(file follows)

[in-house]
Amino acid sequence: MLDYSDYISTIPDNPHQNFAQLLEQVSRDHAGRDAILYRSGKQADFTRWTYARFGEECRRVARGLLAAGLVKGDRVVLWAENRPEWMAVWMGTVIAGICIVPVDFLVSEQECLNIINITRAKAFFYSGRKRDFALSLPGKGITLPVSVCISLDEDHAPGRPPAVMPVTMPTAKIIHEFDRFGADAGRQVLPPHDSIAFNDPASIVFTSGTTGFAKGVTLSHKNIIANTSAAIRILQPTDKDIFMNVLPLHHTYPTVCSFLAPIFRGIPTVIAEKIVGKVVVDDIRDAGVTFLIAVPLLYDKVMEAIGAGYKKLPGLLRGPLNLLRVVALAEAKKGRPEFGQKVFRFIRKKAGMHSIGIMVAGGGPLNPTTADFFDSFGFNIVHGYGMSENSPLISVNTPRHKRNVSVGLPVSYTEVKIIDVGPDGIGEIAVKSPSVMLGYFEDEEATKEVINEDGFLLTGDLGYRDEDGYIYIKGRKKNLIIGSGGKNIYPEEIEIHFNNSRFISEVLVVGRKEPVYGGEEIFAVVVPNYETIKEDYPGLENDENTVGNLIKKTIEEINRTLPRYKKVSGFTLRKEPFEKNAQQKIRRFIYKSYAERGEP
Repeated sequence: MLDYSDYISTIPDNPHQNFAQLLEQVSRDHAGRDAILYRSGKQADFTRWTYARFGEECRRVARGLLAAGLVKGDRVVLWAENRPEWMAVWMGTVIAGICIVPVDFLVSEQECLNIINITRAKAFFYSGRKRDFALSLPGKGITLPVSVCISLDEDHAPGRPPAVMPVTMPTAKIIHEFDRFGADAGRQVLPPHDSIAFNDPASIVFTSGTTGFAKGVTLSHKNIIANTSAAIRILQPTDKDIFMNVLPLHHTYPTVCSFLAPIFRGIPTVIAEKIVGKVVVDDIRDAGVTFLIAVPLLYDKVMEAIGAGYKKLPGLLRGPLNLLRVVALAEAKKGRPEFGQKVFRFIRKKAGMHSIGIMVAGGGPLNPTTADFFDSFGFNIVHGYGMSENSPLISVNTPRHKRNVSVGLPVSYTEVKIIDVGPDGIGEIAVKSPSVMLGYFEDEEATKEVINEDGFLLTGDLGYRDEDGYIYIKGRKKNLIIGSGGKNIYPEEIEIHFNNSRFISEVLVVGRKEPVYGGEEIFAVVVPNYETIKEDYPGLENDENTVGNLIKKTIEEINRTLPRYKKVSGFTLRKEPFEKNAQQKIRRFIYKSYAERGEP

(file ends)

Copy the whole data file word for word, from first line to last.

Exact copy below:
[in-house]
Amino acid sequence: MLDYSDYISTIPDNPHQNFAQLLEQVSRDHAGRDAILYRSGKQADFTRWTYARFGEECRRVARGLLAAGLVKGDRVVLWAENRPEWMAVWMGTVIAGICIVPVDFLVSEQECLNIINITRAKAFFYSGRKRDFALSLPGKGITLPVSVCISLDEDHAPGRPPAVMPVTMPTAKIIHEFDRFGADAGRQVLPPHDSIAFNDPASIVFTSGTTGFAKGVTLSHKNIIANTSAAIRILQPTDKDIFMNVLPLHHTYPTVCSFLAPIFRGIPTVIAEKIVGKVVVDDIRDAGVTFLIAVPLLYDKVMEAIGAGYKKLPGLLRGPLNLLRVVALAEAKKGRPEFGQKVFRFIRKKAGMHSIGIMVAGGGPLNPTTADFFDSFGFNIVHGYGMSENSPLISVNTPRHKRNVSVGLPVSYTEVKIIDVGPDGIGEIAVKSPSVMLGYFEDEEATKEVINEDGFLLTGDLGYRDEDGYIYIKGRKKNLIIGSGGKNIYPEEIEIHFNNSRFISEVLVVGRKEPVYGGEEIFAVVVPNYETIKEDYPGLENDENTVGNLIKKTIEEINRTLPRYKKVSGFTLRKEPFEKNAQQKIRRFIYKSYAERGEP
Repeated sequence: MLDYSDYISTIPDNPHQNFAQLLEQVSRDHAGRDAILYRSGKQADFTRWTYARFGEECRRVARGLLAAGLVKGDRVVLWAENRPEWMAVWMGTVIAGICIVPVDFLVSEQECLNIINITRAKAFFYSGRKRDFALSLPGKGITLPVSVCISLDEDHAPGRPPAVMPVTMPTAKIIHEFDRFGADAGRQVLPPHDSIAFNDPASIVFTSGTTGFAKGVTLSHKNIIANTSAAIRILQPTDKDIFMNVLPLHHTYPTVCSFLAPIFRGIPTVIAEKIVGKVVVDDIRDAGVTFLIAVPLLYDKVMEAIGAGYKKLPGLLRGPLNLLRVVALAEAKKGRPEFGQKVFRFIRKKAGMHSIGIMVAGGGPLNPTTADFFDSFGFNIVHGYGMSENSPLISVNTPRHKRNVSVGLPVSYTEVKIIDVGPDGIGEIAVKSPSVMLGYFEDEEATKEVINEDGFLLTGDLGYRDEDGYIYIKGRKKNLIIGSGGKNIYPEEIEIHFNNSRFISEVLVVGRKEPVYGGEEIFAVVVPNYETIKEDYPGLENDENTVGNLIKKTIEEINRTLPRYKKVSGFTLRKEPFEKNAQQKIRRFIYKSYAERGEP